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Hi-Fi News  |  Mar 15, 2019
The prince of synths talks high-end hi-fi while premiering his new album

Jean-Michel Jarre likes what he hears. And it's not only the sound of his new album, which he is playing to an eager audience packed into the Audiofast room at the Audio Video show in Warsaw, but the very audio system on which it is being played.

'My new album is a good test for loudspeakers,' he says smiling, 'because I know that it has lots of different frequencies. This means that it's hard to hear the whole effect on some hi-fi systems, but this one is highly capable.'

Steve Harris  |  Dec 01, 2018  |  First Published: Feb 12, 2019
Thinking about tweaking your valve amp by swapping out the tubes? Steve Harris has the inside track on the payoffs and pitfalls of tube rolling…
Barry Fox  |  Nov 01, 2018
Barry Fox takes the stress out of connecting your hi-fi to the Internet

My shiny new hi-fi has all the usual knobs, buttons and meters on the front, and all the usual analogue and digital input and output sockets on the rear. But there's also what looks like an overgrown telephone socket on the back, labelled 'Ethernet'.

I'm assuming that this is for service engineers or connecting the component to a PC, which I don't want to do. I just want to continue listening to my music from high quality sources, through my trusty big box speakers, without getting into the hassle of computing.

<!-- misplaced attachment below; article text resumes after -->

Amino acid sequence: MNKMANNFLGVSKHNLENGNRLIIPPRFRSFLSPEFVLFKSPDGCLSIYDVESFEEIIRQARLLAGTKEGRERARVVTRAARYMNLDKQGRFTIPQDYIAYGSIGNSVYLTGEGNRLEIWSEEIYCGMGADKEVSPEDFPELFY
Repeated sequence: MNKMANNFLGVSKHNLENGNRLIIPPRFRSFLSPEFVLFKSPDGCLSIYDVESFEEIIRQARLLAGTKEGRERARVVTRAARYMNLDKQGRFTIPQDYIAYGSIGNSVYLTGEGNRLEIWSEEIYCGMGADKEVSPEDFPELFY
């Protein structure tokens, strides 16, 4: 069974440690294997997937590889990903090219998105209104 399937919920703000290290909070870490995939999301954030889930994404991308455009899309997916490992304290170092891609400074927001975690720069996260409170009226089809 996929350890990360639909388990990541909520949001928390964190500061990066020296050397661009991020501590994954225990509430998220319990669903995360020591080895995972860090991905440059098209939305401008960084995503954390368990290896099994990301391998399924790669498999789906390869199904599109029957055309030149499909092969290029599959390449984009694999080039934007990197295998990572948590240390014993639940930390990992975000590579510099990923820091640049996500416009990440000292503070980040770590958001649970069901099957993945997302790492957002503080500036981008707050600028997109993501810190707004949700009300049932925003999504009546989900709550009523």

Barry Fox  |  Sep 01, 2018
Out of sight, out of mind and very much at risk... Barry Fox explores the preservation of digital music files and why you should take action now

The recent movie Bombshell: The Hedy Lamarr Story, nearly never got made. Which would have been a pity because it tells the intriguing story of how the glamorous film actress (legal name Hedy Kiesler Markey) and her husband, composer George Antheil, filed for a US patent in 1941 on the frequency-hopping, spread-spectrum communication technology that underpins modern wireless networking, including Bluetooth and Wi-Fi.

Ken Kessler  |  Aug 01, 2018
As one of Quad's longest-serving employees hangs up his soldering iron, Ken Kessler talks with Ken Bunting about a lifetime working on iconic kit

It was 15 years since I had interviewed Ken Bunting, in charge of Quad's service department, but back then it was to pick his brains about the company's history. Early this May, I had the privilege of repeating the interrogation, on the occasion of Ken's retirement. Off to the wilds of Cambridge, where I found him on his last day, in a busy-as-ever service area with everything from Quad ESL63s to valve units being repaired – contrary to any rumours or worries that the company had abandoned its legendary back-up division.

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